Tuesday, August 6, 2013
The air stinks.
Not so overwhelming as to turn me away, but an acrid layer just above the smell of harvested hay lands in my nose as soon as I exit my car at Jeff and Cherie Leber’s house.
I take time to gape openly at the visual dichotomy in front of me. On one side of the wide, paved driveway is a sturdy, well-maintained shop. Farm equipment is lined up neatly and the landscaping is informally lush.
Lavender rises up in purpled salute in a generous flower bed while mature trees in the yard bear colorful Japanese lanterns.
And then, in the other half of the picture, is the family home.
Like a burned house on a movie set, charred timbers reach up in a jagged skyline, while every window is rickracked with shards of glass. A roof truss the color of tar lays where it sizzled out on the lawn, a cluster of black-eyed Susans springing up where the beams stop.
There is not a spot for the eye to land that wasn’t touched by the July 18 inferno that consumed this house, its cause not yet understood. “We only know that it came from the gas barbecuer,” Cherie said.
The grill wasn’t in use on the deck as she prepared dinner in the kitchen at 6:30 p.m. while Jeff tended harvest. Cherie was cooking hamburgers for the family, including the five sons who “define” her, she said. “They’re everything to me.”
Married in 2000, Jeff and Cherie bought the circa-1920 home in the countryside outside Milton-Freewater and started a remodel that would last to the day it burned down. It was a labor of love for the couple and their boys, taking a house that required bucket placement during rainstorms and creating a custom home that was perfect for their farming-family lifestyle.
“Each year we had a little bit of money and took that and did another room,” she said. “A rebuild can’t duplicate 14 years of what we did.”
When I visited, though, Cherie was on day No. 3 of duplicating in memory just exactly what was done and purchased for her home over that time period.
The thing people don’t know about losing a home to fire is the energy needed to put one back together, said Dave Wagner of the Seattle-based MVP Inventory Service.
His agency contracts with insurance companies to take customers inch-by-inch through their destroyed homes, physically or through their best recollection. It’s exhausting for everyone, Dave said.
Cherie knows. “I start the day like this,” she said, sitting up straight and clapping her hands together with enthusiasm. “By the end of the day, I’m almost in a fetal position from trying to remember. It’s not just that you’re remembering everything in that drawer in the bedroom, it’s that it is a memory, too.”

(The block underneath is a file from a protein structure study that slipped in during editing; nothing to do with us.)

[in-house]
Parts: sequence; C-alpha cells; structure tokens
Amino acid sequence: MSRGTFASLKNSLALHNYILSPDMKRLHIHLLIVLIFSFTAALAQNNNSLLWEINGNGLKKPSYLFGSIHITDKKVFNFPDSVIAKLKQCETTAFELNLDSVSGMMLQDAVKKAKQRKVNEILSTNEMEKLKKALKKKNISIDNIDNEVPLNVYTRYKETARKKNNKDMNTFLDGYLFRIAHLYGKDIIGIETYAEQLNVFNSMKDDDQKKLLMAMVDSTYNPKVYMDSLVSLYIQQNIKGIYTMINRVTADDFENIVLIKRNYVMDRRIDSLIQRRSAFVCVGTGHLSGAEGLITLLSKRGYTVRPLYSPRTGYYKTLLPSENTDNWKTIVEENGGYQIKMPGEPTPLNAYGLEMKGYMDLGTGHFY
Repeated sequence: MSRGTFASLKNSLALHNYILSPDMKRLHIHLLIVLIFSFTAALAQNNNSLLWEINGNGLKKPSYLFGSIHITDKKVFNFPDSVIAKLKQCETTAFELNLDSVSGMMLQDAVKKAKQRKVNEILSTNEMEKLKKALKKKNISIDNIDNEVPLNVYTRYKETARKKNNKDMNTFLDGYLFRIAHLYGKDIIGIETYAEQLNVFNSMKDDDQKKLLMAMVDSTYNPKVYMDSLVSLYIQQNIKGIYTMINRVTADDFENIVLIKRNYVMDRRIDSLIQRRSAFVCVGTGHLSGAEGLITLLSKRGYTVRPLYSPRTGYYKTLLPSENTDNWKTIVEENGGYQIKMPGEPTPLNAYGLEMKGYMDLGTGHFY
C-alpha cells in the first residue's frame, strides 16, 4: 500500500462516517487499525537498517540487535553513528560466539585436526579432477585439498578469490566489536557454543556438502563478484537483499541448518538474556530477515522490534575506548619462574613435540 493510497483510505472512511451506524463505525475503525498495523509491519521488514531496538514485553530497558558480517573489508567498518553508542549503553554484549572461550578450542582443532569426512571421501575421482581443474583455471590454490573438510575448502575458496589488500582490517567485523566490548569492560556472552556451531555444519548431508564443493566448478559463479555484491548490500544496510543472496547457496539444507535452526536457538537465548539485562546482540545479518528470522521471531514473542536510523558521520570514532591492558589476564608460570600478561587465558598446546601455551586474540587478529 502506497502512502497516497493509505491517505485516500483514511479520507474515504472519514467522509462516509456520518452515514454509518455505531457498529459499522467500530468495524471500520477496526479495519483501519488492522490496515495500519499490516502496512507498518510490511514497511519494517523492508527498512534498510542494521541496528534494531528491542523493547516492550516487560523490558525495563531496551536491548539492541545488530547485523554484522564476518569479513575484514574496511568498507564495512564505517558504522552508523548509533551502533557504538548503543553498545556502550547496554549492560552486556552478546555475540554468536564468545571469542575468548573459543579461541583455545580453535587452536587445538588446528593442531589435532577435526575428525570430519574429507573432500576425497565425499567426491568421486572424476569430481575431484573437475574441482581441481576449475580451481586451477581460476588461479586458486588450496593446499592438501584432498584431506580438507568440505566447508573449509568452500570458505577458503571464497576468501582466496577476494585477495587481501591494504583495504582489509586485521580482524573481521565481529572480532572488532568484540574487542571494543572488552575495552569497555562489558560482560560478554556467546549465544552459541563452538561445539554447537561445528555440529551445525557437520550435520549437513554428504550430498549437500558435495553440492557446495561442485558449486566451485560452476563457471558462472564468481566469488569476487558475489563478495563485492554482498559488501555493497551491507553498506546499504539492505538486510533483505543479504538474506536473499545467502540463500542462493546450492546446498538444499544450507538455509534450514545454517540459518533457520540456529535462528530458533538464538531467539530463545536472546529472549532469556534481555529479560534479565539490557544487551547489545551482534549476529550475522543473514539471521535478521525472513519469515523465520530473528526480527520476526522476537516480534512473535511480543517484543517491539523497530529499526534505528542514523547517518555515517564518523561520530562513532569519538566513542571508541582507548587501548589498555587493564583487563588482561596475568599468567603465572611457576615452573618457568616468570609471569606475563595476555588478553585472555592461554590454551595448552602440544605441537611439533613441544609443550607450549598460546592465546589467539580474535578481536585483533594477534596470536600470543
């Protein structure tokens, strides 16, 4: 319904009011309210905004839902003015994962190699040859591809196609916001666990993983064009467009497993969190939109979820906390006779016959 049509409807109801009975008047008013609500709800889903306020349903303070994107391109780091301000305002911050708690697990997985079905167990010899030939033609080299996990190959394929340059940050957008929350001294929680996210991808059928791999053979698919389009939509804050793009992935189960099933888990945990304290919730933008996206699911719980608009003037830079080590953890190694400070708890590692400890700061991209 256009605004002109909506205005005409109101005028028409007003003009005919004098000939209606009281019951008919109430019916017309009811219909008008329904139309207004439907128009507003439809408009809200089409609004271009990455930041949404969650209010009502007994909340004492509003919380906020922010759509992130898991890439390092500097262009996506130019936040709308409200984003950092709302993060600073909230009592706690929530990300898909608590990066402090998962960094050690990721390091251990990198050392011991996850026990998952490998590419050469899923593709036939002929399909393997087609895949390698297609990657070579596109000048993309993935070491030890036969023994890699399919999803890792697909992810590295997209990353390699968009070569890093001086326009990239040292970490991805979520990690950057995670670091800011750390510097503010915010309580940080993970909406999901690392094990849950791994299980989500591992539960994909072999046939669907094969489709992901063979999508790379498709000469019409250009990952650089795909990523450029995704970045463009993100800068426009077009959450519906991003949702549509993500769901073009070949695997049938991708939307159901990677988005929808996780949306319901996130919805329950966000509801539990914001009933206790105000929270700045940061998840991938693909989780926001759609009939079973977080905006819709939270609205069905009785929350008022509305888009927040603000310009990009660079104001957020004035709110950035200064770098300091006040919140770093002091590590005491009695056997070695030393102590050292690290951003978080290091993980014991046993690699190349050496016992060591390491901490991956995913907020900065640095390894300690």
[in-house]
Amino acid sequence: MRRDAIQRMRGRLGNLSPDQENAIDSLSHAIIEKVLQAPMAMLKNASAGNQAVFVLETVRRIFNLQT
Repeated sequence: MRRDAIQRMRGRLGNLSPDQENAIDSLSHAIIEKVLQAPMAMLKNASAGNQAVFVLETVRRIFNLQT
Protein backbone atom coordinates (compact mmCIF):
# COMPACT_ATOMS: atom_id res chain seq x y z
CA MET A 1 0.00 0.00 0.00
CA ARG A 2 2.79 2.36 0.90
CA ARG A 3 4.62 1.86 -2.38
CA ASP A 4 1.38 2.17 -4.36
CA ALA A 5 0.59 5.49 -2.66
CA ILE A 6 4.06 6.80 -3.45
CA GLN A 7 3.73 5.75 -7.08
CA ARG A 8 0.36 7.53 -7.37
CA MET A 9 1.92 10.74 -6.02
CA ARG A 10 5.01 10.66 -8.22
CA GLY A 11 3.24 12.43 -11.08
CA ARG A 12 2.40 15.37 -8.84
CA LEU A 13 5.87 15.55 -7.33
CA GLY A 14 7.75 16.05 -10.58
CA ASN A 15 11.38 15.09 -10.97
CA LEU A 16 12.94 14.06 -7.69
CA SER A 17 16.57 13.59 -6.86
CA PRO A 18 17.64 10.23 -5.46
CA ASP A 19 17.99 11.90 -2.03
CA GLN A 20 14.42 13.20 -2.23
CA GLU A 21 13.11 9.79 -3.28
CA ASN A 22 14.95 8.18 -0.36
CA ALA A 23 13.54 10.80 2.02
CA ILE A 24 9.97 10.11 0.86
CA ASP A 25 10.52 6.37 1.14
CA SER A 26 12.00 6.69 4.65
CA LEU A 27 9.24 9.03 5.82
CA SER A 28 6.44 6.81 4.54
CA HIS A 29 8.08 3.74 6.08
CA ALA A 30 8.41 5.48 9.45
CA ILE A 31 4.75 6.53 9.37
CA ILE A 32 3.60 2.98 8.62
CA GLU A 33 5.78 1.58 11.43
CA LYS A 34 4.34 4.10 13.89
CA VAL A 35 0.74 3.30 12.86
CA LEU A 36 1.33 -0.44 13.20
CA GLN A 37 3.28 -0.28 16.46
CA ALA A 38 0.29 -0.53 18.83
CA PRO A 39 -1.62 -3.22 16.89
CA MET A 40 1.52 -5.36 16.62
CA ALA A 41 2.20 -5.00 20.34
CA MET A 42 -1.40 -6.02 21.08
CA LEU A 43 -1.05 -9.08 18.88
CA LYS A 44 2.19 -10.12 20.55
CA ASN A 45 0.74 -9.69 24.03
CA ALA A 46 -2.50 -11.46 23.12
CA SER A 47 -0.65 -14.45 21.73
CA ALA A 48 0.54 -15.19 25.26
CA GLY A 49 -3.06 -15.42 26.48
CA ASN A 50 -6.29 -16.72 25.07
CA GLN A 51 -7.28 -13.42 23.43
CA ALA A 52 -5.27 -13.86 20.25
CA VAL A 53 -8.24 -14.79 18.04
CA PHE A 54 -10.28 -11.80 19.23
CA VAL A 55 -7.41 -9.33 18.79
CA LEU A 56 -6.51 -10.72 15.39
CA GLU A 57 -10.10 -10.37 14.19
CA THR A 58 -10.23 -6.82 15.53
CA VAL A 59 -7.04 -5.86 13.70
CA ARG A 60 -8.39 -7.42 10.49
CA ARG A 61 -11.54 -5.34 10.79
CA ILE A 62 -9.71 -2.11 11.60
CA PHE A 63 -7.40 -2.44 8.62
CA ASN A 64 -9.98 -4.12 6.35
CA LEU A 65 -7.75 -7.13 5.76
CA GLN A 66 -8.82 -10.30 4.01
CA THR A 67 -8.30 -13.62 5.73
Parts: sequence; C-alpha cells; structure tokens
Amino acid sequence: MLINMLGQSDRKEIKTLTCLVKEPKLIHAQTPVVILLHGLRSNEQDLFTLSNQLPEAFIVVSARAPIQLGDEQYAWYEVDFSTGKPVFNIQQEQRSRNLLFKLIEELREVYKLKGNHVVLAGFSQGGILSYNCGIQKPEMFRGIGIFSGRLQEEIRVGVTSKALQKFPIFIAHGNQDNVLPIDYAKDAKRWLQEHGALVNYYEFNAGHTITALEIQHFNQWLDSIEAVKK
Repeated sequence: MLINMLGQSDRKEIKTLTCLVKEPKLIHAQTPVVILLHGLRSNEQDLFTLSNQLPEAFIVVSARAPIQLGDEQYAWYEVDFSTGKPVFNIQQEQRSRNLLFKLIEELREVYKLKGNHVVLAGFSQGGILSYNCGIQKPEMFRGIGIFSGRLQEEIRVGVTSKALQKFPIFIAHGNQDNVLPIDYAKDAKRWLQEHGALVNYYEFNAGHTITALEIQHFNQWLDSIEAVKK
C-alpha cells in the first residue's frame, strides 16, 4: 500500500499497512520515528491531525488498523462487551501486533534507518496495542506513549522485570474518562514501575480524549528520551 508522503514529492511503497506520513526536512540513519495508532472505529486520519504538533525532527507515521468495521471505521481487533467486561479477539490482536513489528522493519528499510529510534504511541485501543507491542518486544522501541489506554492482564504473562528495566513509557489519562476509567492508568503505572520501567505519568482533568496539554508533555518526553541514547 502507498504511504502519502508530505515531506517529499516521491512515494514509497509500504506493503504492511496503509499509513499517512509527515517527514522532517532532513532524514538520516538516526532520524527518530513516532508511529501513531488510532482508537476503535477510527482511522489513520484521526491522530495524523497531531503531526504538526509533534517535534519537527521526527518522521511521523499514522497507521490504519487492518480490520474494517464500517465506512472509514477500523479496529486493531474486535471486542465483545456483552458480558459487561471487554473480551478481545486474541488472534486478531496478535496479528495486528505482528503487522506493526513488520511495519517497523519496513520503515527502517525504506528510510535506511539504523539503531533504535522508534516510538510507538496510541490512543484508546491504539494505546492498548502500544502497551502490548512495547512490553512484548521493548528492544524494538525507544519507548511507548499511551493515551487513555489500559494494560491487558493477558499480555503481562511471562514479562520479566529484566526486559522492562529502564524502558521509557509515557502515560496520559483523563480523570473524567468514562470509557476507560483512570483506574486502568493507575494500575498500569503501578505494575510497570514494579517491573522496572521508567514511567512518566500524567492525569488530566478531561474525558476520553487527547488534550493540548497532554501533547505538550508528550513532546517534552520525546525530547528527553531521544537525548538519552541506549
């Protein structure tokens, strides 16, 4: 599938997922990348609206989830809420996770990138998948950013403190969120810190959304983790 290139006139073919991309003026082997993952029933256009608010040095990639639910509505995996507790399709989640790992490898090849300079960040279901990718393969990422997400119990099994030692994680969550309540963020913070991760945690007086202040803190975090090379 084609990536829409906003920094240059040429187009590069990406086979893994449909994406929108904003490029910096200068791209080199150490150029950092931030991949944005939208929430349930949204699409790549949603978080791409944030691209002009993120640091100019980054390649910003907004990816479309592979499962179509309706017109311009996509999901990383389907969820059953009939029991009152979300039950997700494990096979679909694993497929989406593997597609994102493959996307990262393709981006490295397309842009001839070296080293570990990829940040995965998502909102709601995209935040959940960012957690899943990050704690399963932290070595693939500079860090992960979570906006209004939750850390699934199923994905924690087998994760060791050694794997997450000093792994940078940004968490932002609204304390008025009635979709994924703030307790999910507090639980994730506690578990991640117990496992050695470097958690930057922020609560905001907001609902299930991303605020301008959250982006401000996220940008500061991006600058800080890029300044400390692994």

As Cherie and Dave head toward a table and chairs set up at the edge of the lawn — a temporary outdoor office — Wagner’s partner, Chris Williams, heads to the basement. He will spend all day sifting among the standing water and wet ash to physically inventory what remains.
After 25 years on the job, Dave knows that every loss is different, he said. “It’s so personal. Every homeowner has their own special affinity for certain things. And when they lose them, it’s unique.”
The previous day, Cherie worked to mentally see her bedroom closet — “She had a lovely wardrobe. She has good taste,” Dave said with a smile.
“What he’s trying to say,” Cherie said with a grin, “is I had too much clothing.”
Today the two will start with Cherie and Jeff’s bathroom drawers. She lists her “Happy” perfume by Clinique and heads into cosmetics.
Just how many tubes of lipstick or powdered blushes were in the drawer in not enough. Dave asks about brand and cost of each, predicting fairly accurately what dollar amount Cherie will say. “That’s one of the most disgusting things about my job. I have to ask about women’s makeup,” he said. “You can write about that.”
Could be worse, Cherie reminds him with a laugh. “It was sanitary products yesterday.”
While some homeowners may choose to take a preset allowance on their loss, it behooves people who have invested in their homes to do a line-item list, Dave said. “A large percentage of people who have fires are in generally older homes of lesser value. They are poorly-kept homes and those homeowners have poor safety habits.”
Not the case here, he adds. “This was a beautiful home, I will say that.”
As the Lebers rebuild, the replacement process may last up to two years. That means saving and turning in every receipt for every little thing, Dave said. “Almost everyone is surprised at the process.”
Even as a bystander, I’m exhausted as I mentally check through my own bathroom drawers. How much would I recall if it was all gone? Would I remember the seldom-used but most precious hot water bottle MacMama bought me as a broke college student? What about my mother’s last blush, mine since her 1994 death?
I have nothing irreplaceable in my bathroom. Except the memories, floating in a bottle of bright pink nail polish from a kid who sees me as glamorous. Or glittering on a headband in a drawer for a girl who needed pizazz the year her daddy died. How much would those be worth?
I prepare to leave as Dave and Cherie use their phones to check prices of hair dryers and styling tools. A look back at what was clearly a beautiful front porch reminds me of Cherie’s words. Even as she and Jeff are crazy grateful no one was hurt in the fire, on some days she’s just plain homesick.
“Like when you go on vacation and it’s fun, but then there comes that day you’re ready to go home. But I can’t go home.”
Still, Jeff told me, upon stealing a minute from harvest to come home, “other people have real problems. This can be fixed. It sucks, but it can be fixed.”
Sheila Hagar can be reached at 509-526-8322 or firstname.lastname@example.org.